Thousands of homes were flooded as a result of storms Desmond and Eva as Britain experienced its wettest December in a century.
Some gardeners have lost a year of work as a result of flooding. It may not be their homes, but that makes it no less heartbreaking.
We’ve already had snowstorms and the country is bracing itself for even-colder conditions.
Forecasters are expecting February to be the coldest month of 2016, with indications of a more-prolonged cold snap bringing widespread frost and fog.
However, as I’m sure you appreciate, these forecasts often end up changing or being completely wrong.
If British people know one thing, it’s that they can’t count on the weather.
But that’s never stopped us from gardening, and this year will be no different.
Don’t get downhearted by the grey skies, blustery weather and soggy ground — there are always things to do whether it be planning or getting out and doing practical jobs.
If you’ve never grown your own fruit and veg before, why not give it a go this year?
Similarly, if you grow your own produce every year, you’ll know how helpful it can be to think ahead and plan your crops.
For example, now is a great time to order seed potatoes so that you can experiment with new varieties or get hold of your favourites.
Unless you have a huge garden or an allotment, it makes sense to plan what crops you want to grow so you make best use of the space you have.
It’s a good idea to grow your favourite fruit and vegetables and those that benefit from some freshness.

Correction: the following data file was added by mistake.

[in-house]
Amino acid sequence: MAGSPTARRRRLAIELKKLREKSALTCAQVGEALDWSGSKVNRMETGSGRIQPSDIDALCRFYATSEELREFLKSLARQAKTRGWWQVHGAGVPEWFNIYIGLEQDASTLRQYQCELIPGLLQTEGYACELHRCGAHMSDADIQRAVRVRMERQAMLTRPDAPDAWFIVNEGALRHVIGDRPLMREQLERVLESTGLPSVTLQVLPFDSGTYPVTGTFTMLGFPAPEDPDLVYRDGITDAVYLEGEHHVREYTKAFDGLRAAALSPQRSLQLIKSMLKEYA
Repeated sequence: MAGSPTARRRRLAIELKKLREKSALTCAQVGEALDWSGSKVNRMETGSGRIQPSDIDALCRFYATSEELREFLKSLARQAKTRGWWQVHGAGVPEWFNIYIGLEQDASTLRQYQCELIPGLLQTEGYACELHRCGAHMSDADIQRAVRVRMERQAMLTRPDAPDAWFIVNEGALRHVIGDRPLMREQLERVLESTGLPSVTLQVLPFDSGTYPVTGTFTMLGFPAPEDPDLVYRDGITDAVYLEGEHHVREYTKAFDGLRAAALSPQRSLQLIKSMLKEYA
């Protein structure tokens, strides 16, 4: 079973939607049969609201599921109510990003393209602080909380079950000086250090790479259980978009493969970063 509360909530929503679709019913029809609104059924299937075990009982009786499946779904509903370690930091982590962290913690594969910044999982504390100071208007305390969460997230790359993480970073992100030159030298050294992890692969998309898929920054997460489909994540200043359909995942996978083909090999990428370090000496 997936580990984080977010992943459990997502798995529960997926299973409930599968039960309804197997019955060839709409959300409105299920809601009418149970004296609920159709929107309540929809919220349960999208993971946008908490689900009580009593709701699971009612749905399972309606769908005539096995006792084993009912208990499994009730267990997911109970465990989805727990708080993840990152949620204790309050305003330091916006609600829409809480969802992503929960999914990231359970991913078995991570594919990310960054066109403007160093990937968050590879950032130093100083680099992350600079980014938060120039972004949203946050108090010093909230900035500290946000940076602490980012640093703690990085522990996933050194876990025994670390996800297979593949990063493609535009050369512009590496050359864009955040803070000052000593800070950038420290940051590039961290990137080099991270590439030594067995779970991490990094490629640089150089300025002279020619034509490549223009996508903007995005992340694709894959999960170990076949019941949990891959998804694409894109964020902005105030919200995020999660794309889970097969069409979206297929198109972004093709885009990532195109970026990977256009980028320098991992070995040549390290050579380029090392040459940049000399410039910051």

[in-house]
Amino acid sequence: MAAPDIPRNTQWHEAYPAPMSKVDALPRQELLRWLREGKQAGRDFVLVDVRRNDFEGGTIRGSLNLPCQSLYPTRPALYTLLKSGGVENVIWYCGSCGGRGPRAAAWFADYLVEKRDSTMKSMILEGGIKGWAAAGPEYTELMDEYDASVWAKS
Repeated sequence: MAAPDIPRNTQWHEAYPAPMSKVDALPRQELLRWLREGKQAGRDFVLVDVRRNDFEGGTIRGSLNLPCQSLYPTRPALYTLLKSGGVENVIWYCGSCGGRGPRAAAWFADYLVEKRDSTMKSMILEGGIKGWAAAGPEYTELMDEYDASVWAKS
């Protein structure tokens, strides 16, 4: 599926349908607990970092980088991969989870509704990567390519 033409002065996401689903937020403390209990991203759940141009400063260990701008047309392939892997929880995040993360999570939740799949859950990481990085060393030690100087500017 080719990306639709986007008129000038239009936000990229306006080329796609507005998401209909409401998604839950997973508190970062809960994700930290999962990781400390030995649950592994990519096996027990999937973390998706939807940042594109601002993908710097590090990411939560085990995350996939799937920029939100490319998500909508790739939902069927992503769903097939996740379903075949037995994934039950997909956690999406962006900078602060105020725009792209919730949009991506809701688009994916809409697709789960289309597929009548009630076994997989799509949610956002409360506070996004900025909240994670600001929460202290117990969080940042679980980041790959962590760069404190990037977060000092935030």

If you’re struggling for room, you may want to grow some of your crops in containers.
The cost of some produce should also be taken into account.
Leeks, for example, are often pricier, while onions are cheaper, so growing your own leeks is more cost-efficient than raising onions.
Once you’ve listed what you like, work out how much you are likely to need and be able to use.
There’s no point having a huge glut of crops that you end up giving away while still relying on other shop-bought produce.
If you’re planning a new garden and aren’t sure how to set it up, you can look for inspiration by visiting some of the thousands of open gardens in Britain.
You can find out what gardens in Scotland are open to the public and when by contacting charity Scotland’s Gardens.
Their website is www.scotlandsgardens.org or you can call the charity on 0131 226 3714 to find out where you can buy their latest book, priced £5, which has all the information you’d need.
The book lists gardens by the dates they are open as well as their locations.
It also has handy descriptions of gardens so you can visit those that appeal most to you and what you want to achieve in your own.
You can get similar information on open gardens in England and Wales from the National Gardens Scheme.
For more information, visit www.ngs.org.uk or call 01483 211 535.
This month, there will be hundreds of gardens open in Britain showcasing snowdrops.
It’s a chance to enjoy huge blankets of these delicate little flowers and find out more about the varieties on offer with many venues selling them as well.
I hope you all had a good Christmas and New Year and are ready to get back out there.
Enjoy the convenience of having The Sunday Post delivered as a digital ePaper straight to your smartphone, tablet or computer.
Subscribe for only £5.49 a month and enjoy all the benefits of the printed paper as a digital replica.Subscribe